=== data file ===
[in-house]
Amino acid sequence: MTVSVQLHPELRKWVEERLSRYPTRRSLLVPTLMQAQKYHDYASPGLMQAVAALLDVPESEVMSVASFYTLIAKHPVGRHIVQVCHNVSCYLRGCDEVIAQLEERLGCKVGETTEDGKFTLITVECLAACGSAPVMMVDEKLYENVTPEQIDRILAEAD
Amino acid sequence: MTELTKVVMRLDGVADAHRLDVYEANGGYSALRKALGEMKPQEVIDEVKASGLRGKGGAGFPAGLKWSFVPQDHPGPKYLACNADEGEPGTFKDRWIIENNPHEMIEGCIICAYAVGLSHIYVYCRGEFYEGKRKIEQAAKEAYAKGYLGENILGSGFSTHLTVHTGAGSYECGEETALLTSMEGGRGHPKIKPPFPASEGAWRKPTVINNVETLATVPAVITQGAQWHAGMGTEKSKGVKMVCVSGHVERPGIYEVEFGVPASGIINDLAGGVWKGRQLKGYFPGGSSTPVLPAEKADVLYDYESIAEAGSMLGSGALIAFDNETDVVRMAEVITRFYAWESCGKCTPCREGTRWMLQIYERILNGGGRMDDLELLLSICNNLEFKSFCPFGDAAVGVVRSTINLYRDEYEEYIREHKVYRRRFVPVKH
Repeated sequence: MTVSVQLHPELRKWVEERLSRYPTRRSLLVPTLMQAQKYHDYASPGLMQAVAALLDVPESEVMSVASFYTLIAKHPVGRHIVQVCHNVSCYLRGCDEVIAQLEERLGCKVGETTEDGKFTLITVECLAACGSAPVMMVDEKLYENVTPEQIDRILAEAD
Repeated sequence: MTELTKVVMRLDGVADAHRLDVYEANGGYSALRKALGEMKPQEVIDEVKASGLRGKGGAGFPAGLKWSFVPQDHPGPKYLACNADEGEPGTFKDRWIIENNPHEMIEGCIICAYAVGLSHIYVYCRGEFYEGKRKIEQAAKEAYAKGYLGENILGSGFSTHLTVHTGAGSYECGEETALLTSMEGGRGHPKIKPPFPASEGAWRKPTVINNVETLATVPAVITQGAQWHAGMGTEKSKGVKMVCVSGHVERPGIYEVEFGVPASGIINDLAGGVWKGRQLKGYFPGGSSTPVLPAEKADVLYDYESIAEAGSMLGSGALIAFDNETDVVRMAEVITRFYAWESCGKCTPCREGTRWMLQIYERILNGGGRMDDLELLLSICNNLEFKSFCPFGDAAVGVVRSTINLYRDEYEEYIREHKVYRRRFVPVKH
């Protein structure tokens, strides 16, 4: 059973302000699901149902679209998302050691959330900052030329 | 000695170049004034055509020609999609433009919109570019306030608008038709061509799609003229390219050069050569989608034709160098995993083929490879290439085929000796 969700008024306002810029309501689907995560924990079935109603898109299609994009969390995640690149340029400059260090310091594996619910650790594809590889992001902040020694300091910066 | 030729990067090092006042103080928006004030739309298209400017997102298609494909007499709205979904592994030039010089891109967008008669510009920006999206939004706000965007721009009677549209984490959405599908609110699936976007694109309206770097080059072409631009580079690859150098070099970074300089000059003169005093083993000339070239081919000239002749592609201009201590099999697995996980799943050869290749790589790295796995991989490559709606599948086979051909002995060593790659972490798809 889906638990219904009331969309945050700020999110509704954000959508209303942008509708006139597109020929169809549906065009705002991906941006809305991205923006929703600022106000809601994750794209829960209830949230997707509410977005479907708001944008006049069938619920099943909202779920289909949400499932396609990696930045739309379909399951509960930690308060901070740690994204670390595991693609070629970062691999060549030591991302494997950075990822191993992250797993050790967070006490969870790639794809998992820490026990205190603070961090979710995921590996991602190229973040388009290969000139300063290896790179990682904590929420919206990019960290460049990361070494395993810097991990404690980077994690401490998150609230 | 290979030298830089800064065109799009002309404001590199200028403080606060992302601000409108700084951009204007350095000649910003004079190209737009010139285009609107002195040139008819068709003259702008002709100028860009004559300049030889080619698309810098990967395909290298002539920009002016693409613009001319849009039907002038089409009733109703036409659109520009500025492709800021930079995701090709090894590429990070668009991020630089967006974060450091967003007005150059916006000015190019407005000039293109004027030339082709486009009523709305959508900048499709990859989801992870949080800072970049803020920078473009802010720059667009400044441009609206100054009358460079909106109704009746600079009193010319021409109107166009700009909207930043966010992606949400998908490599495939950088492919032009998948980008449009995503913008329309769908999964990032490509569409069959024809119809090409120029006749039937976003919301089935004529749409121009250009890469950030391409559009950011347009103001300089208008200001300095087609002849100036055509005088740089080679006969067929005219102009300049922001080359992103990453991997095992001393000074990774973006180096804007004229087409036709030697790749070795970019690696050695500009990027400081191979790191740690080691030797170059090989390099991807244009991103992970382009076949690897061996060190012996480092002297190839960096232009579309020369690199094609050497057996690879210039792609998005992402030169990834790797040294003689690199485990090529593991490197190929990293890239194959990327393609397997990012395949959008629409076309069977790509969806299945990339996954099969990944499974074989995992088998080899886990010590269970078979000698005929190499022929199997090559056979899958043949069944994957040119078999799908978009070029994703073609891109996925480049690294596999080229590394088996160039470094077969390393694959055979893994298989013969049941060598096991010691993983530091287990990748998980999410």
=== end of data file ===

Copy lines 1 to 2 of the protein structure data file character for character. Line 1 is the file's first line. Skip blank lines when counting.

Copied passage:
[in-house]
Amino acid sequence: MTVSVQLHPELRKWVEERLSRYPTRRSLLVPTLMQAQKYHDYASPGLMQAVAALLDVPESEVMSVASFYTLIAKHPVGRHIVQVCHNVSCYLRGCDEVIAQLEERLGCKVGETTEDGKFTLITVECLAACGSAPVMMVDEKLYENVTPEQIDRILAEAD